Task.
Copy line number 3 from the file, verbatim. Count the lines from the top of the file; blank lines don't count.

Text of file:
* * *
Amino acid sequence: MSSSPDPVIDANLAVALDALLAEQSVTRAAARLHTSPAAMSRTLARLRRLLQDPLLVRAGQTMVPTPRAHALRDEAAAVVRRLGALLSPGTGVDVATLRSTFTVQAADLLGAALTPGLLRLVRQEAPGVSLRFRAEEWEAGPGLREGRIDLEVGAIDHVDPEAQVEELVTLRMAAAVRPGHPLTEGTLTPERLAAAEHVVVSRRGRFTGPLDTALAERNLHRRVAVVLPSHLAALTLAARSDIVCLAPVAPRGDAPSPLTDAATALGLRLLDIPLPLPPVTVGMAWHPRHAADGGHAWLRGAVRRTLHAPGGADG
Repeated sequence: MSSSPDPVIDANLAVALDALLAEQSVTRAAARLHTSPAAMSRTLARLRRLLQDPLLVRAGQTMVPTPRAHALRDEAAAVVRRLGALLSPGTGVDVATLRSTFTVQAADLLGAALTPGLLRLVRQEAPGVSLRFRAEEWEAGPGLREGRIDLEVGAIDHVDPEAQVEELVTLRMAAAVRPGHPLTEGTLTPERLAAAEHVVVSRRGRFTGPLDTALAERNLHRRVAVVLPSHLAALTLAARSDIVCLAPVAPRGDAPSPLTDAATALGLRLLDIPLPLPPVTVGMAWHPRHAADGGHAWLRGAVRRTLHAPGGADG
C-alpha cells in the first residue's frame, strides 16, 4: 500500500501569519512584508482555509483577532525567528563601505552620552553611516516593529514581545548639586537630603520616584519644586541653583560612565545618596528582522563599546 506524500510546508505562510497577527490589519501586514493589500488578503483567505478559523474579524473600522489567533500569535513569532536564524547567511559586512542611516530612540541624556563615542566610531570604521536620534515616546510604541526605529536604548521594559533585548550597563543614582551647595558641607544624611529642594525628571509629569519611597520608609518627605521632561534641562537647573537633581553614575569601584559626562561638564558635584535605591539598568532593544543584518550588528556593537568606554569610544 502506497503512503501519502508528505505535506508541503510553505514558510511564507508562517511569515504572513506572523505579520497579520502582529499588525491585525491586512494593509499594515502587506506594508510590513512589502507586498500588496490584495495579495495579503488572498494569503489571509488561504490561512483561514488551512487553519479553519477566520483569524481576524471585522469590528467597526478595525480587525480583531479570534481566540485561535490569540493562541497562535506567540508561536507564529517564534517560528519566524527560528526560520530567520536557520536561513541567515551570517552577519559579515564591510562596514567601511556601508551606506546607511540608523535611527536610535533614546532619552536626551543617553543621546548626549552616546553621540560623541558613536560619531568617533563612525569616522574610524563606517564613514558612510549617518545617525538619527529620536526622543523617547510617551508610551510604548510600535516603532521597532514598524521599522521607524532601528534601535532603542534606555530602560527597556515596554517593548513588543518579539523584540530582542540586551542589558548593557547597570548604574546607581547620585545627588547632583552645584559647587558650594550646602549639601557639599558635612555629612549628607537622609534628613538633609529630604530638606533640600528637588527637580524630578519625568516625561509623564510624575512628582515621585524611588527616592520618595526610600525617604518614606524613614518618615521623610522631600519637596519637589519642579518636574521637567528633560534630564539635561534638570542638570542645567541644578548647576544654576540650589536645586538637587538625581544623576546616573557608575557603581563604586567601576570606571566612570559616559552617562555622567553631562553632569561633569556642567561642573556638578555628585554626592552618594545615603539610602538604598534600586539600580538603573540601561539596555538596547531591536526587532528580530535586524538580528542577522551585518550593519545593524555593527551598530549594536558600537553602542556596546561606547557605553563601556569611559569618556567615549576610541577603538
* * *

C-alpha cells in the first residue's frame, strides 16, 4: 500500500501569519512584508482555509483577532525567528563601505552620552553611516516593529514581545548639586537630603520616584519644586541653583560612565545618596528582522563599546 506524500510546508505562510497577527490589519501586514493589500488578503483567505478559523474579524473600522489567533500569535513569532536564524547567511559586512542611516530612540541624556563615542566610531570604521536620534515616546510604541526605529536604548521594559533585548550597563543614582551647595558641607544624611529642594525628571509629569519611597520608609518627605521632561534641562537647573537633581553614575569601584559626562561638564558635584535605591539598568532593544543584518550588528556593537568606554569610544 502506497503512503501519502508528505505535506508541503510553505514558510511564507508562517511569515504572513506572523505579520497579520502582529499588525491585525491586512494593509499594515502587506506594508510590513512589502507586498500588496490584495495579495495579503488572498494569503489571509488561504490561512483561514488551512487553519479553519477566520483569524481576524471585522469590528467597526478595525480587525480583531479570534481566540485561535490569540493562541497562535506567540508561536507564529517564534517560528519566524527560528526560520530567520536557520536561513541567515551570517552577519559579515564591510562596514567601511556601508551606506546607511540608523535611527536610535533614546532619552536626551543617553543621546548626549552616546553621540560623541558613536560619531568617533563612525569616522574610524563606517564613514558612510549617518545617525538619527529620536526622543523617547510617551508610551510604548510600535516603532521597532514598524521599522521607524532601528534601535532603542534606555530602560527597556515596554517593548513588543518579539523584540530582542540586551542589558548593557547597570548604574546607581547620585545627588547632583552645584559647587558650594550646602549639601557639599558635612555629612549628607537622609534628613538633609529630604530638606533640600528637588527637580524630578519625568516625561509623564510624575512628582515621585524611588527616592520618595526610600525617604518614606524613614518618615521623610522631600519637596519637589519642579518636574521637567528633560534630564539635561534638570542638570542645567541644578548647576544654576540650589536645586538637587538625581544623576546616573557608575557603581563604586567601576570606571566612570559616559552617562555622567553631562553632569561633569556642567561642573556638578555628585554626592552618594545615603539610602538604598534600586539600580538603573540601561539596555538596547531591536526587532528580530535586524538580528542577522551585518550593519545593524555593527551598530549594536558600537553602542556596546561606547557605553563601556569611559569618556567615549576610541577603538